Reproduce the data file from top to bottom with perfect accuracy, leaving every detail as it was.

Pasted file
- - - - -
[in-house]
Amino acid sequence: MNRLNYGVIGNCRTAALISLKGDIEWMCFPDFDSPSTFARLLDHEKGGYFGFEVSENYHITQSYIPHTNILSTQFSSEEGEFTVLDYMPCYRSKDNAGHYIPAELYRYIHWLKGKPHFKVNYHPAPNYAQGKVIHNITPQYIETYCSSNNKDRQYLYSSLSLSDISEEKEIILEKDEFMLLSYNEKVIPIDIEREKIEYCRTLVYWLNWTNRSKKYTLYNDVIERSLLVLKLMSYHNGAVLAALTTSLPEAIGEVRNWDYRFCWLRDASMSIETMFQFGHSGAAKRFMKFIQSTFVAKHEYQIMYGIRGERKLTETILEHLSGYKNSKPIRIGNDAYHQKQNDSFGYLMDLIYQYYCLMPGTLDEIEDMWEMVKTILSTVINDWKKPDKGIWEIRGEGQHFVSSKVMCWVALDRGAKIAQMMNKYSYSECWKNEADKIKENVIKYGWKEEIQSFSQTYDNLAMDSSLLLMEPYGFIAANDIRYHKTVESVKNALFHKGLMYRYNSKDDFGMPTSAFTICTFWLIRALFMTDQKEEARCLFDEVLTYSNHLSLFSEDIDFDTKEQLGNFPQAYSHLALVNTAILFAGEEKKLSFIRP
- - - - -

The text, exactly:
[in-house]
Amino acid sequence: MNRLNYGVIGNCRTAALISLKGDIEWMCFPDFDSPSTFARLLDHEKGGYFGFEVSENYHITQSYIPHTNILSTQFSSEEGEFTVLDYMPCYRSKDNAGHYIPAELYRYIHWLKGKPHFKVNYHPAPNYAQGKVIHNITPQYIETYCSSNNKDRQYLYSSLSLSDISEEKEIILEKDEFMLLSYNEKVIPIDIEREKIEYCRTLVYWLNWTNRSKKYTLYNDVIERSLLVLKLMSYHNGAVLAALTTSLPEAIGEVRNWDYRFCWLRDASMSIETMFQFGHSGAAKRFMKFIQSTFVAKHEYQIMYGIRGERKLTETILEHLSGYKNSKPIRIGNDAYHQKQNDSFGYLMDLIYQYYCLMPGTLDEIEDMWEMVKTILSTVINDWKKPDKGIWEIRGEGQHFVSSKVMCWVALDRGAKIAQMMNKYSYSECWKNEADKIKENVIKYGWKEEIQSFSQTYDNLAMDSSLLLMEPYGFIAANDIRYHKTVESVKNALFHKGLMYRYNSKDDFGMPTSAFTICTFWLIRALFMTDQKEEARCLFDEVLTYSNHLSLFSEDIDFDTKEQLGNFPQAYSHLALVNTAILFAGEEKKLSFIRP